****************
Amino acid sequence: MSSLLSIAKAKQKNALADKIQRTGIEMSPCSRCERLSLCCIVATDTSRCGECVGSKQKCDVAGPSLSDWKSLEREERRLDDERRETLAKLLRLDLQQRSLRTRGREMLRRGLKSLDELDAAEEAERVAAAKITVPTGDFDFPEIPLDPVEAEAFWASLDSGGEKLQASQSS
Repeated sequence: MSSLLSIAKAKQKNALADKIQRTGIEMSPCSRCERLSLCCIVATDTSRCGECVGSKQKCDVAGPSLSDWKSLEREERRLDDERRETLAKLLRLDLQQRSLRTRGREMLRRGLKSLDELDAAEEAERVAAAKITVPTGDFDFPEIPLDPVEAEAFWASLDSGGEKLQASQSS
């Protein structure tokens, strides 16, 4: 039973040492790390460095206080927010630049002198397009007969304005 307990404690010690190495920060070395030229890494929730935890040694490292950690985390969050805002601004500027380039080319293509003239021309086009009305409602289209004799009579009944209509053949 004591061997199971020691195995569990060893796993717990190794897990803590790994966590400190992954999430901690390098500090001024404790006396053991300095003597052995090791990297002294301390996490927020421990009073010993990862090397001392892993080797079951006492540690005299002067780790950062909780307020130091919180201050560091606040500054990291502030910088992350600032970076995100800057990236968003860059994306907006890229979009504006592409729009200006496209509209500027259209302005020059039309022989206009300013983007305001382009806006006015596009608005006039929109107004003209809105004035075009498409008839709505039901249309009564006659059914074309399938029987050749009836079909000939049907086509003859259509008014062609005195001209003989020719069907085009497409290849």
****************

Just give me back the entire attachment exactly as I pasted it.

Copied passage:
Amino acid sequence: MSSLLSIAKAKQKNALADKIQRTGIEMSPCSRCERLSLCCIVATDTSRCGECVGSKQKCDVAGPSLSDWKSLEREERRLDDERRETLAKLLRLDLQQRSLRTRGREMLRRGLKSLDELDAAEEAERVAAAKITVPTGDFDFPEIPLDPVEAEAFWASLDSGGEKLQASQSS
Repeated sequence: MSSLLSIAKAKQKNALADKIQRTGIEMSPCSRCERLSLCCIVATDTSRCGECVGSKQKCDVAGPSLSDWKSLEREERRLDDERRETLAKLLRLDLQQRSLRTRGREMLRRGLKSLDELDAAEEAERVAAAKITVPTGDFDFPEIPLDPVEAEAFWASLDSGGEKLQASQSS
């Protein structure tokens, strides 16, 4: 039973040492790390460095206080927010630049002198397009007969304005 307990404690010690190495920060070395030229890494929730935890040694490292950690985390969050805002601004500027380039080319293509003239021309086009009305409602289209004799009579009944209509053949 004591061997199971020691195995569990060893796993717990190794897990803590790994966590400190992954999430901690390098500090001024404790006396053991300095003597052995090791990297002294301390996490927020421990009073010993990862090397001392892993080797079951006492540690005299002067780790950062909780307020130091919180201050560091606040500054990291502030910088992350600032970076995100800057990236968003860059994306907006890229979009504006592409729009200006496209509209500027259209302005020059039309022989206009300013983007305001382009806006006015596009608005006039929109107004003209809105004035075009498409008839709505039901249309009564006659059914074309399938029987050749009836079909000939049907086509003859259509008014062609005195001209003989020719069907085009497409290849």